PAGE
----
With respect to “foreign fighters”, the Italian government has prepared a regulation for the application of “measures of personal prevention” that the police will use against people under suspicion of organised crime. The regulation will also help the Italian police reinforce controls on the web (often used as a vehicle to recruit and train terrorists) through specific actions, such as the creation of a blacklist of suspected pro-jihad websites.
Spanish Secretary of State for Security Francisco Martinez met on 13 January in Strasbourg with Commissioner for Migration, Home Affairs and Citizenship Dimitris Avramopoulos, and proposed that European institutions jointly respond to jihadist terrorism.
Martinez informed Avramopoulos about amending the draft Law on Protection of Public Safety, which aims to incorporate into the Aliens Act a provision adapted to the geographical, border security and uniqueness of the Spanish enlaves of Ceuta and Melilla, because of the assaults on their fences. The goal is to “win legal certainty”.
Spanish Interior Minister Jorge Fernández Díaz raised the possibility of changing Schengen’s rules to allow some border checks “aimed at those people about whom there is a clear risk or a real suspicion that they could be terrorists”.
Following the attacks in France last week, Danish Prime Minister Helle Thorning-Schmidt is looking into how the Danish secret service can get extra resources to fight terrorism, and also to push forward a referendum on its opt-out from EU justice and home affairs cooperation.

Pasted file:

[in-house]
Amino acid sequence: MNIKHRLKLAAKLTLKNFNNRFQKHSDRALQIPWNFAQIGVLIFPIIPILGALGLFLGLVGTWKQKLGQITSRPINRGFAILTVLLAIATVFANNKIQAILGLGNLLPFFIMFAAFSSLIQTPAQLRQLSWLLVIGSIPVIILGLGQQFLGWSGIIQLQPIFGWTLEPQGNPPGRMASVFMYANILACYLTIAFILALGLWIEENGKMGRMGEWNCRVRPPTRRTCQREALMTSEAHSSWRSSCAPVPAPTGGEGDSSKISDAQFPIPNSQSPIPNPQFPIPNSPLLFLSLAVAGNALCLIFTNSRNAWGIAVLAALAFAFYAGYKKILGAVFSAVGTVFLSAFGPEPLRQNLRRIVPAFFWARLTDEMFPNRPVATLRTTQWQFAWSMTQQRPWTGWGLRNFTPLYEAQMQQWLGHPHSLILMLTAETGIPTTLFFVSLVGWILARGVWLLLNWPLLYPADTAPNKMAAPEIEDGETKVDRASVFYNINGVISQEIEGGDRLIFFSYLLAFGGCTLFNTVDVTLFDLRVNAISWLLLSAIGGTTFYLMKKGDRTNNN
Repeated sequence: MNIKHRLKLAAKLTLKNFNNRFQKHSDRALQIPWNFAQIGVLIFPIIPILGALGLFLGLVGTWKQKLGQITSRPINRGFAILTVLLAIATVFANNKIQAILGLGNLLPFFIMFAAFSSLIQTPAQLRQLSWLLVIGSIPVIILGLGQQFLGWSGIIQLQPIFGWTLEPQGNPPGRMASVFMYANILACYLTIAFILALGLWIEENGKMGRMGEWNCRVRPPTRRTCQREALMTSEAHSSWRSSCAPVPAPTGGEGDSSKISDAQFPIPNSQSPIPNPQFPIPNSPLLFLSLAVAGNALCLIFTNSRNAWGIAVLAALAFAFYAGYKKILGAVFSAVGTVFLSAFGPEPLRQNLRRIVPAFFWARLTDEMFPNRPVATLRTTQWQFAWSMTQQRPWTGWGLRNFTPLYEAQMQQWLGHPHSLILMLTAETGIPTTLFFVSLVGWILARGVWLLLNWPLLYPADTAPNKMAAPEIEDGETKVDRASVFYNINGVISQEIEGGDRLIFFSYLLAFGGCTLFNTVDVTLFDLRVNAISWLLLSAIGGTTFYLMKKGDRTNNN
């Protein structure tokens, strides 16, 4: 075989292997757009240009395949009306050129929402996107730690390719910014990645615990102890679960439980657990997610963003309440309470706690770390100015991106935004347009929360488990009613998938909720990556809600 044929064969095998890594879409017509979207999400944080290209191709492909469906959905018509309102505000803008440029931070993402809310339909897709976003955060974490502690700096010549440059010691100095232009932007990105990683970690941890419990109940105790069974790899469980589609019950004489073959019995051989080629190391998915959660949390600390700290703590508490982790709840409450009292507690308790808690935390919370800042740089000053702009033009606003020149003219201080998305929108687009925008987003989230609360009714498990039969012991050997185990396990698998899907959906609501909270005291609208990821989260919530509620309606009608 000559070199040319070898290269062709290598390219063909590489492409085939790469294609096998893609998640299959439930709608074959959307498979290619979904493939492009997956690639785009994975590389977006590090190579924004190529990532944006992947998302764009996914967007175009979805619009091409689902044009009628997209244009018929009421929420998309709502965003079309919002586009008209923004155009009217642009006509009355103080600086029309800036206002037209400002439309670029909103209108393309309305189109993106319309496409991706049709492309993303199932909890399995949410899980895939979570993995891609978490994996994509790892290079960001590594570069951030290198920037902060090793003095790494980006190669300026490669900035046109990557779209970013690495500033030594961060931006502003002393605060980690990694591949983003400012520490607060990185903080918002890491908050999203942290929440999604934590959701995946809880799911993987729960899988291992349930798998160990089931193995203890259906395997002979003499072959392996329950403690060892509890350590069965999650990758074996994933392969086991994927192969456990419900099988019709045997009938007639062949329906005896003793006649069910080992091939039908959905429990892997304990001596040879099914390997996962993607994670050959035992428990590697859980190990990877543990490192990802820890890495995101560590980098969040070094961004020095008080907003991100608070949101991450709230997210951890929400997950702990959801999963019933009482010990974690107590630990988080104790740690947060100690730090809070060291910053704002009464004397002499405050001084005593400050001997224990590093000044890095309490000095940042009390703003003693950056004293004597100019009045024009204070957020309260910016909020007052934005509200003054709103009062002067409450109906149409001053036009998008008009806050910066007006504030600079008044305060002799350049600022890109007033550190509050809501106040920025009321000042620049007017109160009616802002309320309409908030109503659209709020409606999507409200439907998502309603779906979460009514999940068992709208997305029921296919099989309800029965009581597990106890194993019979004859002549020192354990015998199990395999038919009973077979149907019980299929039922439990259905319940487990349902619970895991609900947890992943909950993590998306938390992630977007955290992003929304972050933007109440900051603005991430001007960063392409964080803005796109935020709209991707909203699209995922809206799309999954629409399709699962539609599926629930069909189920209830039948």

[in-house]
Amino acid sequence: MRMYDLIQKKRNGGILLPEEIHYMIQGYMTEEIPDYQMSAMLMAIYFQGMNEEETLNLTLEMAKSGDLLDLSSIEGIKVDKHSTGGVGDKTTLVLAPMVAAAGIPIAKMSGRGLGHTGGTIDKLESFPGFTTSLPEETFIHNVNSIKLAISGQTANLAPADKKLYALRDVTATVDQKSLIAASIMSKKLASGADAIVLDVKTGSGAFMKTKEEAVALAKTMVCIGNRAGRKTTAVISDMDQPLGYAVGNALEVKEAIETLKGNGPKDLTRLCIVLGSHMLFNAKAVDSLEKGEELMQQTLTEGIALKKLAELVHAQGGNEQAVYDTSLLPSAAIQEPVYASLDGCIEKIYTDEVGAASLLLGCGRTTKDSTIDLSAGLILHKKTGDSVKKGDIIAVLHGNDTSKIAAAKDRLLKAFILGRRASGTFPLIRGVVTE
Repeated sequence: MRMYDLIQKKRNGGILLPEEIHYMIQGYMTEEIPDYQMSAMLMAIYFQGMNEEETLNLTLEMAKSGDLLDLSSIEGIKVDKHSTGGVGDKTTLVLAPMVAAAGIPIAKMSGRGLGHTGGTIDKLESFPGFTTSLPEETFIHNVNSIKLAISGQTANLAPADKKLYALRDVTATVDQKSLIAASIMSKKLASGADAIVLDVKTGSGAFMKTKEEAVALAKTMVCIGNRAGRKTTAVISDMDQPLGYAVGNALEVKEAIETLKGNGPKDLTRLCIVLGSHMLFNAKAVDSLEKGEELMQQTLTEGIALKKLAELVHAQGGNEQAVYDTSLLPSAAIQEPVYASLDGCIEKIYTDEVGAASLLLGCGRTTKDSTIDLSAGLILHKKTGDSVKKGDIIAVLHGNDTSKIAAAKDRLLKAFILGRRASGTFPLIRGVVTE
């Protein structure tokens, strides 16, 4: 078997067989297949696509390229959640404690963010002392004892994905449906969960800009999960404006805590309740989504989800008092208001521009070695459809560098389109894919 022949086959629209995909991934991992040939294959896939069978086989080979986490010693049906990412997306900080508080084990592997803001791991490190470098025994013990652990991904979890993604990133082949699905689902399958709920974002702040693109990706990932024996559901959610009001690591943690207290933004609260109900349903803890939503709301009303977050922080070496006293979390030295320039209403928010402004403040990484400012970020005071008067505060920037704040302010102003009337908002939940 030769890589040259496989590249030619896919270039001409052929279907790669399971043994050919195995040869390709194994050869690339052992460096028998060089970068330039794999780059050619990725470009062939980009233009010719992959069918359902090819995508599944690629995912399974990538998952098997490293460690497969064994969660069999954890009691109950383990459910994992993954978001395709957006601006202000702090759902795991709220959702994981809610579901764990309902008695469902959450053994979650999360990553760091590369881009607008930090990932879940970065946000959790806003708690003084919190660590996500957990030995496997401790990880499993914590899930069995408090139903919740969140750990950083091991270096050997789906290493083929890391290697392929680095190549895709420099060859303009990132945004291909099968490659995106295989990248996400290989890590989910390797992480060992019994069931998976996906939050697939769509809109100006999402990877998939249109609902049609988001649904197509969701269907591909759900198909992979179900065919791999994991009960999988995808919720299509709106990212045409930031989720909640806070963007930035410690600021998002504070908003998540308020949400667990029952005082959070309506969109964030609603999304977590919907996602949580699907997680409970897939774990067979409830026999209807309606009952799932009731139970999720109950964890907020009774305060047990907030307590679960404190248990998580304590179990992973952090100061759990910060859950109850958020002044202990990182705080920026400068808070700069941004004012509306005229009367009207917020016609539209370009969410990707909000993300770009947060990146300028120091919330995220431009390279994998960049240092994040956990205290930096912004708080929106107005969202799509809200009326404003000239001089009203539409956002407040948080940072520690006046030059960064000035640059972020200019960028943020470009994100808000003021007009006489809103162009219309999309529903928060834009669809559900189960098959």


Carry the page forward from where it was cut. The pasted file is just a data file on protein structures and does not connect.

In order to strengthen EU-wide police cooperation and to collect passenger data, Denmark needs to get rid of its opt-out on EU Justice, one out of four opt-outs which the country currently holds. The other opt-outs include the Monetary Union (EMU), Defence and ‘Citizenship of the European Union’.
In October, Thorning-Schmidt first announced that a referendum on the Justice opt-out imminent was imminent. In December, a majority of the parties in the parliament made an agreement which stated that irrespective of the results of the general elections, which have to take place before 15 September this year, a referendum will be held before the second quarter of 2016.